Pygmy rattlesnake bites have tripled this year in Oklahoma and many of the victims have been children.
A toddler from Lexington received more than 20 vials of anti-venom last month and it still was not working. Doctors had to get creative to find a cure.
The Oklahoma City Zoo has a pygmy snake in its collection and the zoo actually had the life-saving anti-venom for Blake Skinner.
The 17-month-old Lexington boy is so tough he did not even cry when a pygmy rattle snake bit him.
“I looked down and there was four little fang marks and it was already black,” said Letia Skinner, Blake’s mother. “My world stopped. I didn't know what to do. It was panic mode.”
Blake received 22 vials of regular anti-venom, but it was not working and he wound up at INTEGRIS Baptist Medical Center with Dr. William Banner.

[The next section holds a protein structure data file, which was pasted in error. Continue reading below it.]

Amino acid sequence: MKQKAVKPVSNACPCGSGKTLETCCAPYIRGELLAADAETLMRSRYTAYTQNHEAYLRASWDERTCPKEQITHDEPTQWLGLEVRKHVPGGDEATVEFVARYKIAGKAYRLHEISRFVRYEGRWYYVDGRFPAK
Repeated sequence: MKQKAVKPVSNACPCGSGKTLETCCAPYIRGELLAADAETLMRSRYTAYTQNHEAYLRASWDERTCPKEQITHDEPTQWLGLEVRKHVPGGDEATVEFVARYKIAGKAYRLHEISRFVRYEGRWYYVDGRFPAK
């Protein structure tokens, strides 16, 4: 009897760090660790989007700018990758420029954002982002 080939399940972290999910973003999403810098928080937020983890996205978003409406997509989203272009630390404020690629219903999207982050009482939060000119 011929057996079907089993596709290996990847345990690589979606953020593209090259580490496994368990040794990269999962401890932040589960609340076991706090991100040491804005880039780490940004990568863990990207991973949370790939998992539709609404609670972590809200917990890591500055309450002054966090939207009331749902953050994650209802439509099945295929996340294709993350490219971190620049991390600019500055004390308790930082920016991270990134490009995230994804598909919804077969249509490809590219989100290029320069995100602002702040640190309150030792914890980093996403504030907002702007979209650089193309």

“We were looking at massive plasma and blood transfusions and that might not have even of worked,” said Banner, a pediatric intensivist.
The problem was his blood would not clot because the venom ate up all the clotting material.
“If he would have fallen and busted his nose, he could have bled to death before we could do anything,” Skinner explained.
So Banner reached out to the OKC Zoo, which keeps unconventional anti-venom on hand in case handlers get bit.
“We have various exotic snakes and we have anti-venom stocked from Thailand and South Africa,” said Stacey Sekscienski, zoo curator of reptiles.
Ten vials of the unconventional anti-venom cured Blake.
Pygmy rattlesnake bites are on the rise in Oklahoma, with 13 so far this year. Last year, there were only four.
It is a tiny snake that packs a punch when it bites.
Blake is now back to running around and tiring his mother out.
“Doctor Banner and INTEGRIS and the zoo kind of made my heart beat come back,” Skinner told News 9.
Blake’s successful treatment with the anti-venom from the OKC Zoo led to the treatment of a child in Tulsa with anti-venom from the Tulsa Zoo.